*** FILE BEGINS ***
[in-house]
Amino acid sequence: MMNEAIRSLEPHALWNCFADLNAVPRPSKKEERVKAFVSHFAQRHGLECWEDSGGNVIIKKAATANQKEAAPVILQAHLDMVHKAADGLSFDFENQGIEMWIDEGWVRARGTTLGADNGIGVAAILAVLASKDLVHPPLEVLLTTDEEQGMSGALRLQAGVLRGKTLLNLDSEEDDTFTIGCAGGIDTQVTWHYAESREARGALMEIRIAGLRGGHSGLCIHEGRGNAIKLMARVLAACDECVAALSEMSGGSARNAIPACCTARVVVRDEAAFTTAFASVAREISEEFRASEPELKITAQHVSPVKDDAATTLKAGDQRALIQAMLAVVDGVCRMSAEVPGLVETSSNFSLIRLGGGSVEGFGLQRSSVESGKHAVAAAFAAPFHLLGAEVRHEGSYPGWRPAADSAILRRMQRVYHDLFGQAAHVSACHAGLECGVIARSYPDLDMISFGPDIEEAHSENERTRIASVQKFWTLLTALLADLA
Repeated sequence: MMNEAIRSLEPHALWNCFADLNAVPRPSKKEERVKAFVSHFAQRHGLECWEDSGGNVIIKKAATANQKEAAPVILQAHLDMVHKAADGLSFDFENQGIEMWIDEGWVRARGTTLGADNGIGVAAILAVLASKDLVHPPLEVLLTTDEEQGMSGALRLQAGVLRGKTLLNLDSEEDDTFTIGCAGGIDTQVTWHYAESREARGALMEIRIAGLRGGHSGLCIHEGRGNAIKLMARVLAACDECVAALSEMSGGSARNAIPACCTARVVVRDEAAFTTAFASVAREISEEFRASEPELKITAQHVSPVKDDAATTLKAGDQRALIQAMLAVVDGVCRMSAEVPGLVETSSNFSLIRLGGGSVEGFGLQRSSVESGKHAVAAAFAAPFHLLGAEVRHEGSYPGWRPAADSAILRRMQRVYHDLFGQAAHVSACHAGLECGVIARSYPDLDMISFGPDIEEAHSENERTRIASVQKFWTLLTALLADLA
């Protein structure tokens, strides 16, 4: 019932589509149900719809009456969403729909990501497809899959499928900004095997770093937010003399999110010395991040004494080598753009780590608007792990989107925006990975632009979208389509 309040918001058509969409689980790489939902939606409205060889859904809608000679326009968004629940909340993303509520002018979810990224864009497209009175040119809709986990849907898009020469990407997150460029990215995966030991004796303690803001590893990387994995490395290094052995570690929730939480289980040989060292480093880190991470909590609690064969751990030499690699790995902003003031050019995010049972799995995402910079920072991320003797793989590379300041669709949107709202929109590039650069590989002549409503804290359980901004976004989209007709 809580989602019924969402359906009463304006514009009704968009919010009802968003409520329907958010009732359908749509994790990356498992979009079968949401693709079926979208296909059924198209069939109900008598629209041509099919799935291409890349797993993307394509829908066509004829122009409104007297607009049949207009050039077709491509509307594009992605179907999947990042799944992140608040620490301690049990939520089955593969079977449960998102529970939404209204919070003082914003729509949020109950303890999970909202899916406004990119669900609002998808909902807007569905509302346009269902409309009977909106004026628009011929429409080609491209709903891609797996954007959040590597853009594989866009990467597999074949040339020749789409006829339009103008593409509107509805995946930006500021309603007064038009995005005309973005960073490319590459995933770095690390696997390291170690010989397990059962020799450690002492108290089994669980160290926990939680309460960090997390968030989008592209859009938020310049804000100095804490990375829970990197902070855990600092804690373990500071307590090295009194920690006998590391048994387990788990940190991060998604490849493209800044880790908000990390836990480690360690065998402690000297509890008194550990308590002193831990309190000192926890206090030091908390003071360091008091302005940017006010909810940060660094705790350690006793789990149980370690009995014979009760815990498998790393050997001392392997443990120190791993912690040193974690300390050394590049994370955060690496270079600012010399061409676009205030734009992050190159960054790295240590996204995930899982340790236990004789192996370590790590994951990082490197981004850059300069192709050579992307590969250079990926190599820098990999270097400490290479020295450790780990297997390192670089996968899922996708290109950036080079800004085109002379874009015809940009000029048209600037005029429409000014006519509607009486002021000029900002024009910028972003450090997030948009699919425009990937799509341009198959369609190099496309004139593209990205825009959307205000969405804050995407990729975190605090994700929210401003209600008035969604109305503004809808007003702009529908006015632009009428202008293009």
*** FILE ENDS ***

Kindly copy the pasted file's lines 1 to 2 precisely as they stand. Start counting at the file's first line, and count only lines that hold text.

[in-house]
Amino acid sequence: MMNEAIRSLEPHALWNCFADLNAVPRPSKKEERVKAFVSHFAQRHGLECWEDSGGNVIIKKAATANQKEAAPVILQAHLDMVHKAADGLSFDFENQGIEMWIDEGWVRARGTTLGADNGIGVAAILAVLASKDLVHPPLEVLLTTDEEQGMSGALRLQAGVLRGKTLLNLDSEEDDTFTIGCAGGIDTQVTWHYAESREARGALMEIRIAGLRGGHSGLCIHEGRGNAIKLMARVLAACDECVAALSEMSGGSARNAIPACCTARVVVRDEAAFTTAFASVAREISEEFRASEPELKITAQHVSPVKDDAATTLKAGDQRALIQAMLAVVDGVCRMSAEVPGLVETSSNFSLIRLGGGSVEGFGLQRSSVESGKHAVAAAFAAPFHLLGAEVRHEGSYPGWRPAADSAILRRMQRVYHDLFGQAAHVSACHAGLECGVIARSYPDLDMISFGPDIEEAHSENERTRIASVQKFWTLLTALLADLA